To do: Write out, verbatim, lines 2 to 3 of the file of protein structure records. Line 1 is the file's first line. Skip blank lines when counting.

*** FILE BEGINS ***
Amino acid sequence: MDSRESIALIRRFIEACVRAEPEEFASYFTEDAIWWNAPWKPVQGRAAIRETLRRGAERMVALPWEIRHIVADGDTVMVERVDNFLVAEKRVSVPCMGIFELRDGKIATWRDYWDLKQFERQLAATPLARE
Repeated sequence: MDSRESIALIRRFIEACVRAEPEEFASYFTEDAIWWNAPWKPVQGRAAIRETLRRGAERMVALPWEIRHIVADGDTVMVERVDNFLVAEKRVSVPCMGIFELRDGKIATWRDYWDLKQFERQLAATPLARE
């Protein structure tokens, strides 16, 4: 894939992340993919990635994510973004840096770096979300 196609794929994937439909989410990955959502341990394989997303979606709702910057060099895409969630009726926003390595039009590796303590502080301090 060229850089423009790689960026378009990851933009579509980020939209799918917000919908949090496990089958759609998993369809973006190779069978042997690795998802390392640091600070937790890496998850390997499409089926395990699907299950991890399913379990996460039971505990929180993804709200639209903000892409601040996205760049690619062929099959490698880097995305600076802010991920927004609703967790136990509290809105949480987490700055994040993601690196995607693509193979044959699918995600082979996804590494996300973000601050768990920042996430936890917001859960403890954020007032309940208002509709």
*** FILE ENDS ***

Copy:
Repeated sequence: MDSRESIALIRRFIEACVRAEPEEFASYFTEDAIWWNAPWKPVQGRAAIRETLRRGAERMVALPWEIRHIVADGDTVMVERVDNFLVAEKRVSVPCMGIFELRDGKIATWRDYWDLKQFERQLAATPLARE
């Protein structure tokens, strides 16, 4: 894939992340993919990635994510973004840096770096979300 196609794929994937439909989410990955959502341990394989997303979606709702910057060099895409969630009726926003390595039009590796303590502080301090 060229850089423009790689960026378009990851933009579509980020939209799918917000919908949090496990089958759609998993369809973006190779069978042997690795998802390392640091600070937790890496998850390997499409089926395990699907299950991890399913379990996460039971505990929180993804709200639209903000892409601040996205760049690619062929099959490698880097995305600076802010991920927004609703967790136990509290809105949480987490700055994040993601690196995607693509193979044959699918995600082979996804590494996300973000601050768990920042996430936890917001859960403890954020007032309940208002509709």